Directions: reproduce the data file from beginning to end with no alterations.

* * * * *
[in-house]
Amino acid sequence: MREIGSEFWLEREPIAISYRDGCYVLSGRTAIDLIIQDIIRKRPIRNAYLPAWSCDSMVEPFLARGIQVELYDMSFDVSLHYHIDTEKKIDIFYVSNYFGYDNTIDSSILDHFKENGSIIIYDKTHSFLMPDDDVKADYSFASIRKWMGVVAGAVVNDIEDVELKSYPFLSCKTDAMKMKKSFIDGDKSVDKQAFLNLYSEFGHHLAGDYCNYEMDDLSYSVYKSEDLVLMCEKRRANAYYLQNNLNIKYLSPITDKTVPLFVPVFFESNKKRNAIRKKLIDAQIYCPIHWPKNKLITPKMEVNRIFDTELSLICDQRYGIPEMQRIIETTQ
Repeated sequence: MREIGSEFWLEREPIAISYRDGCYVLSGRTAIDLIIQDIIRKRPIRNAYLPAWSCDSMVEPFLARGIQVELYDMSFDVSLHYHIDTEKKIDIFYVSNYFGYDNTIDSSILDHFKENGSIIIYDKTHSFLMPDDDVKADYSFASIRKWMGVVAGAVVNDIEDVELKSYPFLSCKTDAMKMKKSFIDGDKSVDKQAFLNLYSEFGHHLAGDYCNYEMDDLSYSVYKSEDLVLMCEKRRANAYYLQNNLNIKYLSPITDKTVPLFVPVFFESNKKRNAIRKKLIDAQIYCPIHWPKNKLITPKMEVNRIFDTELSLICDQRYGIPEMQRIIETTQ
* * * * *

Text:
[in-house]
Amino acid sequence: MREIGSEFWLEREPIAISYRDGCYVLSGRTAIDLIIQDIIRKRPIRNAYLPAWSCDSMVEPFLARGIQVELYDMSFDVSLHYHIDTEKKIDIFYVSNYFGYDNTIDSSILDHFKENGSIIIYDKTHSFLMPDDDVKADYSFASIRKWMGVVAGAVVNDIEDVELKSYPFLSCKTDAMKMKKSFIDGDKSVDKQAFLNLYSEFGHHLAGDYCNYEMDDLSYSVYKSEDLVLMCEKRRANAYYLQNNLNIKYLSPITDKTVPLFVPVFFESNKKRNAIRKKLIDAQIYCPIHWPKNKLITPKMEVNRIFDTELSLICDQRYGIPEMQRIIETTQ
Repeated sequence: MREIGSEFWLEREPIAISYRDGCYVLSGRTAIDLIIQDIIRKRPIRNAYLPAWSCDSMVEPFLARGIQVELYDMSFDVSLHYHIDTEKKIDIFYVSNYFGYDNTIDSSILDHFKENGSIIIYDKTHSFLMPDDDVKADYSFASIRKWMGVVAGAVVNDIEDVELKSYPFLSCKTDAMKMKKSFIDGDKSVDKQAFLNLYSEFGHHLAGDYCNYEMDDLSYSVYKSEDLVLMCEKRRANAYYLQNNLNIKYLSPITDKTVPLFVPVFFESNKKRNAIRKKLIDAQIYCPIHWPKNKLITPKMEVNRIFDTELSLICDQRYGIPEMQRIIETTQ